The Partnership for Action Against Wildlife Crime Scotland (PAW Scotland) ‘Heads Up for Harriers’ project has recorded some notable successes in its first full season, with a total of twelve young birds fledging from three successful nests A further three nests failed, two as a result of bad weather and another due to fox predation. Members of the public have been providing lots of sightings, and several estates have been working closely with PAW Scotland. All of this is adding to the understanding of the distribution of harriers and why nests fail.
Wendy Mattingley, coordinator of the records coming in from the public, and member of Tayside Raptor Study Group, commented:
“It has been really encouraging to receive a wealth of records from observers visiting the islands and upland areas of Scotland and from local residents taking a genuine interest in the plight of the hen harrier.
“An important result of the project has been the interest shown by some to become more involved in monitoring raptors on a regular basis. Another positive came from contact by one land manager which has led to him working with the local Raptor Study Group and there are plans to erect raptor nest boxes for future breeding seasons.
“A big thank you to everyone so far for their observations and for the excellent co-operation with the Raptor Study Groups. Also many thanks to BTO’s BirdTrack for their continuing support in regularly passing on sightings of hen harriers from around Scotland.”
Hen harriers are now one of Britain’s rarest birds of prey, but still with a relative stronghold on Scotland’s heaths and bogs. Illegal persecution, land use changes resulting in loss of nesting habitat and feeding range, and predation of eggs and young by foxes, crows and other predators have all contributed to the hen harrier’s current situation.
By working with estates to install nest cameras, the Heads Up for Harriers project is gathering evidence of the impact that these different factors on the survival of young birds, with a view to building a better understanding of why nests fail. We can use this information to direct resources, where appropriate, to improve the conservation status of hen harriers in Scotland.
Five upland estates participated in the trial.
Doug McAdam, Chief Executive of Scottish Land and Estates, commented….
“Scottish Land & Estates have supported and been active in the Heads Up For Harriers initiative since its inception. Building better understanding and knowledge in what can be a difficult area is vital. We are very pleased that the five member estates we approached to discuss the initiative all volunteered to have nest cameras installed at their Harrier nests in order to learn more about why harrier nests fail. Leaving this to speculation is unhelpful to say the least. After last year’s fantastic breeding season – 30 successful nests in the Hen Harrier Special Protection areas alone producing in excess of 100 young – this season has been much more difficult. We understand that two out of the four monitored nests that produced eggs were deserted and failed, with the most likely explanation being cold wet weather, and underlining why the Scottish harrier population remains fragile. We look forward to building on and expanding this promising start in order to increase understanding and knowledge in the area.”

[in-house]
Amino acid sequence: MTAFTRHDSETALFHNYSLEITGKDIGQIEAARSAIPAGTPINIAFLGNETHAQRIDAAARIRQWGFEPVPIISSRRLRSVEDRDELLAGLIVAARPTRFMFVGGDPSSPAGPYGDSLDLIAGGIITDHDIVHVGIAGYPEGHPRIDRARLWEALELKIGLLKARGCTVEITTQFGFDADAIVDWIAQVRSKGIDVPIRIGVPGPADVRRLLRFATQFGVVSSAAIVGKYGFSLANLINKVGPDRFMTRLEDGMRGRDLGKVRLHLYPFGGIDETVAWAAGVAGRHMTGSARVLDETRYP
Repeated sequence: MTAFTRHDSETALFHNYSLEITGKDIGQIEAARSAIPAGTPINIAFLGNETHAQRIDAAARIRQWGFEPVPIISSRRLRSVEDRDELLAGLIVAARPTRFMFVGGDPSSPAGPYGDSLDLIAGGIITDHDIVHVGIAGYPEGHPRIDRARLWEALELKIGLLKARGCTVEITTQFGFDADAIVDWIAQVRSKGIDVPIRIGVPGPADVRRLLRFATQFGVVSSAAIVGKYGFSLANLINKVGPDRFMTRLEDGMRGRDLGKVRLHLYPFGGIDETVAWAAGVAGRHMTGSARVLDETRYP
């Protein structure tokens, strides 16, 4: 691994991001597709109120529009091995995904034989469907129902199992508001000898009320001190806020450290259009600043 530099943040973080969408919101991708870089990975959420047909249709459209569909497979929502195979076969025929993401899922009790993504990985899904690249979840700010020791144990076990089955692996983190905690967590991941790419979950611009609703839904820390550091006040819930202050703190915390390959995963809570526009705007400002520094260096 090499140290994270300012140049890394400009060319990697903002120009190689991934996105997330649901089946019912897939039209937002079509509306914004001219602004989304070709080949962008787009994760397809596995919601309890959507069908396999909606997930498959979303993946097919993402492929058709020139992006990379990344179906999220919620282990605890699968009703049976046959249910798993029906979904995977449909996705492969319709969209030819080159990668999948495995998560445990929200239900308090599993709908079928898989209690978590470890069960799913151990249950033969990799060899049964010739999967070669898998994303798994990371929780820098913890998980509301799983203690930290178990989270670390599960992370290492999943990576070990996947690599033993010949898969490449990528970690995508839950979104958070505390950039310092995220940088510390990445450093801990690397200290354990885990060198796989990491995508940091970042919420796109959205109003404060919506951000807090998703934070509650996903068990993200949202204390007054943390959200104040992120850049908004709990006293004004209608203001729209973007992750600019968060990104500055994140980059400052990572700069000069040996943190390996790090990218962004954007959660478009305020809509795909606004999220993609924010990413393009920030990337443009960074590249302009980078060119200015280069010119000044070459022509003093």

Project Officer Brian Etheridge, member of Highland Raptor Study Group, has spent the spring and summer months installing state-of-the-art cameras to monitor nesting activities of the harriers. The results have exceeded expectations, but the poor spring weather has hampered both Brian’s efforts and that of the birds he’s charged with monitoring:
Briansaid “We have three successful nests across five sites, producing twelve fledged young harriers. The very cold and wet spring and early summer can badly affect harriers, which are ground nesting birds, and we believe this has accounted for two nest failures, with a further failure the result of fox predation. The surviving young birds are all healthy, and with luck will survive to breeding age”.
Professor Des Thompson(Scottish Natural Heritage), Chair of the PAW Scotland Heads Up for Harriers Group, praised everyone involved: “Brian and Wendy, members of the public and the participating estates have been instrumental to this project. The estates have been very accommodating, and have shown a great deal of ownership over “their” harriers, and in some cases actively helped Brian with his work on the ground. Our nest cameras each recorded tens of thousands of images, which provide valuable information on the ecology of hen harriers, their behaviour and the natural threats to their survival. We hope to continue the project next year and widen the scope to include more sites.”